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Making Magic with Presentations2014.03.04

    Presentations are magic. They have the power to put you to sleep, or to wake and inspire you. One Japanese engineer admitted that he even tended to fall asleep during his own presentations! That’s powerful sleeping medicine. 


    A search on Google for death by powerpoint brings up tens of millions of sites! The problem is so pervasive that the phrase has already become a cliche. Of course it is not about the software, but how it is used and abused to practically ensure that the message is lost or misunderstood by the audience.


    An article in the New York Times in 2010 declared that “We Have Met the Enemy and He Is PowerPoint,” paraphrasing the response of a U.S. Army General upon seeing a nearly incomprehensible slide “summarizing” the complexity of American strategy in Afghanistan. The fact that the slide also appeared in the New York Times article suggested that it was incomprehensible enough to be declassified for public consumption.

    What is wrong with most presentations?

    Even for slides with bullet points which contain far less information, a sure-fire formula for losing your audience is to look at the screen and read the slide. Yet this is what the majority of presenters do. The problem is compounded when each person in the audience has a printed copy of the presentation in front of them.Even a slow reader can read and think much faster than a person can talk. They have already finished reading while the presenter is still talking, so the information reaching eyes and ears is already out of synch.


    A slight improvement on this is to paraphrase the words on your slides. This may help the audience to follow or better understand your content, and it doesn’t insult their intelligence.


    Better still is to highlight the memorable points. This will help the audience to remember your content after the presentation. But there is still nothing exceptional about reading, paraphrasing, and highlighting material on a slide. At best you will be tolerated.

    How can we engage audiences better?

    If you want to keep your audience engaged, and inspire them to new insights or actions, you will have to do more than report on your slides. A good start is to engage them with the magic of metaphor. This will help your audience understand the context of your message, building bridges of meaning between your message and their experience. Metaphors bring clarity to your message, and connect you to your audience.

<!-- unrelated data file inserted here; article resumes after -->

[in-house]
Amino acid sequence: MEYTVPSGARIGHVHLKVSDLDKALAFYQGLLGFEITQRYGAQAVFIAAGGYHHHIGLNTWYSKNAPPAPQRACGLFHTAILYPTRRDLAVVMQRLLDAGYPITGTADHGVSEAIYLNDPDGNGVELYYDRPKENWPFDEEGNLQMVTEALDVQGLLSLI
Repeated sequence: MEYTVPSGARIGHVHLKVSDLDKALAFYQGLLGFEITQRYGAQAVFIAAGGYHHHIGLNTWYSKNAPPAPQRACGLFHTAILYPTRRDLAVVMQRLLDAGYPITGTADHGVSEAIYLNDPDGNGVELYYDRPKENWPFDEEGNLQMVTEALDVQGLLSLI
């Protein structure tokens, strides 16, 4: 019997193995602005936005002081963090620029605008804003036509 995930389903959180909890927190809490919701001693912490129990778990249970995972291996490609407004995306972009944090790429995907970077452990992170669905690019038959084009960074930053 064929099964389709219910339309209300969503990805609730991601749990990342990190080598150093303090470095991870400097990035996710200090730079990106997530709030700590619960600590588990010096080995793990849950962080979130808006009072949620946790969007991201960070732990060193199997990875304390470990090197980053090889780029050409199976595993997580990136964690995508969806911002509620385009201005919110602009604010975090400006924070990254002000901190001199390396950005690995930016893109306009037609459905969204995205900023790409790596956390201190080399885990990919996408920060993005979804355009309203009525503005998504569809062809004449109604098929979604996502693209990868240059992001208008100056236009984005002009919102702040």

Researchers at Princeton University using MRI devices scanned and monitored the brain activity of speakers and listeners. Their research revealed what good storytellers have long known; that mere information evokes a minimal brain response, whereas stories have the power to engage far more areas in the brain. They also discovered that when stories are well told, the same areas light up in the speaker’s and listener’s brain. With good communication, their brains are literally in synch.


    If you tell stories audiences will be interested and curious to learn more, like watching an engaging movie or drama. Story telling is an art form, different from news reporting. In business, you must tell a story and also make a point, whether at an internal management meeting or in front of a customer.


    Moreover, no one will be engaged in your story if you deliver it with weak body language, poor posture, and ineffective voice, and no eye contact. For your content to come alive, you need dynamic delivery.


    Combining the magic of metaphor, the power of story, and dynamic delivery are what we see in TED Talks (, which are raising the bar for presenters around the world. Popular TED Talks receive millions of viewings, and have launched some speakers into international fame. TEDx is another venue through which TED licenses organizers in local venues around the world to enable more people to speak on the stage using the TED format. Business executives are being encouraged to make their presentations more like TED. 


    The secrets of how this is done are revealed in a book just released by communications coach Carmine Gallo, Talk Like TED:The 9 Public-Speaking Secrets of the World’s Top Minds.



     I have the privilege of knowing Carmine personally, having interviewed him when he wrote two other bestselling books, The Presentation Secrets of Steve Jobs, and The Innovation Secrets of Steve Jobs. Now he has taken it to the next level, beyond the personality of one great speaker, to show that speakers in many styles can excel on the stage. Carmine says that like it or not, your presentations will be compared to TED Talks. Having analyzed hundreds of the best TED Talks, he has uncovered the secrets of the very best! 


    In the same week my own book was just released in Japanese, based on the World Class Speaking approach, and my own experience speaking on TEDx stages in Japan and Norway. 「世界最高のプレゼン術 World Class Speaking」by William Reed, published by Kadokawa Shoten.


    If you want to improve your speaking and communication skills, or approach the level of a TED speaker in ways large and small, then read Talk Like TED by Carmine Gallo.


    If you are Japanese or know a person who has similar goals for their presentations and communication in Japanese, then read my book as well. Learn how to make magic in your presentations.













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    William Reed



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    Article Writer

    William Reed

    William Reed is a renowned author-speaker who coaches physical finesse and flexible focus for a creative career path. A certified Master Trainer in Guerrilla Marketing and 7th-dan in Aikido, he combines practical wisdom of East and West to help you learn personal branding at the Entrepreneurs Creative Edge.

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